Figure 1 represents a quantitative analysis of the three main types of attacks against journalists, bloggers, and media workers on the territory of Ukraine in the period from 2017 through 2019.

The number of physical attacks fell by almost a third from 2017 through 2019. The number of attacks via judicial and/or economic means shrank by nearly half. The fight by the National Union of Journalists of Ukraine, as well as by civic activists, to increase the level of safety for journalistic activity and against impunity for perpetrators was one of the factors behind these improved figures.

However, the number of non-physical and/or cyber-attacks and threats began to rise once again in 2019 after an insignificant decline in 2018.


As shown in Figure 2, representatives of the authorities initiated attacks in only one fourth of the incidents, while the greater part of the assaults were committed by ordinary citizens or unknown persons.

A large number of non-fatal attacks, beatings, and woundings of journalists in Ukraine can be explained not only by the combat operations in the east of the country, but also by the complete impunity enjoyed by the perpetrators of these crimes irrespective of the region of the country in which they have taken place. Despite a solid legislative framework to ensure the security of press activity, Ukrainian journalists encounter total inaction and indifference on the part of law-enforcement agencies and judicial authorities.

This is confirmed by official data obtained by the National Union of Journalists of Ukraine from judicial bodies. In 2018, there were 39 cases brought against attackers of journalists before the courts of Ukraine. But only 11 cases were actually heard by a court in that entire year, and only 5 got as far as the verdict stage. Of these, one verdict was an acquittal, while four cases were closed because the statute of limitations had expired. The situation did not improve in 2019: only 10 out of 48 cases came to trial.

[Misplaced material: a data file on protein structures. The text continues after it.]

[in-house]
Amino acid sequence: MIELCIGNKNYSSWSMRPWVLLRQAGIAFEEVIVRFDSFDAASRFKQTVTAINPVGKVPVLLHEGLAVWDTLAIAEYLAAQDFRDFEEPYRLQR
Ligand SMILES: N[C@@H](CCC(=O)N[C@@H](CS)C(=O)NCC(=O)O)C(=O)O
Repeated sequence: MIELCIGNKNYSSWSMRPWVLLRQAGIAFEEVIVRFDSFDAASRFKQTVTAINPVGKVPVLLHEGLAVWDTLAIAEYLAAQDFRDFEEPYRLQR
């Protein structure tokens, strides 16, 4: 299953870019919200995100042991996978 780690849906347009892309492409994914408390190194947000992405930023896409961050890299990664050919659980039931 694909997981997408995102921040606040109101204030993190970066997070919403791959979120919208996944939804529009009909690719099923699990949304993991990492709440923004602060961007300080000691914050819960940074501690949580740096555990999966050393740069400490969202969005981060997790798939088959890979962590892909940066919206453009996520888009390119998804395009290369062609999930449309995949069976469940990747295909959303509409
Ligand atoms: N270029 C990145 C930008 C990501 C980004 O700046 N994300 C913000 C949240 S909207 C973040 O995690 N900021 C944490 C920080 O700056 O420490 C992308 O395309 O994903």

• The most high-profile crime in this category was the murder of a regional investigative journalist, Vadim Komarov, in the city of Cherkassy. He was beaten up by unknown persons in May 2019, and remained in a coma right up until his death on June 20th. It is noteworthy that Komarov had already been assaulted on previous occasions, but these crimes had never been solved. This crime is still under investigation and the perpetrators have not been found.
  • On May 7, 2019, the television cameraman Vadim Makaryuk came to harm whilst filming a dispute near one of the shopping centres in the city of Kharkiv. The instigators of the dispute with local businesspeople – a group of armed and aggressively disposed young people – assaulted the journalist as well. He was brutally beaten; his camera was smashed, and the memory card with material on it was taken. Vadim ended up in intensive care, and doctors fought long to save his life. The journalist is facing many long months of rehabilitation. The police identified the suspects and in December 2019 submitted the case to court for trial.
  • The case of the beating of Roman Varshanidze, the editor of the publication Naddnestryanskaya Pravda, can serve as an example of the ineffective working of the judicial system. On August 25, 2017 in Odessa Oblast, assailants barricaded the way to his home with tree branches, and when Varshanidze came out to remove them, three people assaulted him and began to strike him with bats. Police officers quickly established the identity of the suspects and detained them short-term. To this day, however, the case remains tied up in court. The perpetrators never have been punished.

According to monitoring data from the Index on Physical Security of Journalists of Ukraine (a project of the National Union of Journalists of Ukraine and civic organisation partners), the number of assaults on women journalists increased by 50% in 2018 as compared to 2017. An overall decline in assaults has been recorded in 2019; however, the number of women victims remained at 92% of the previous year’s level, while the number of male journalist victims saw a considerably steeper decline, to 83% of the previous year’s total.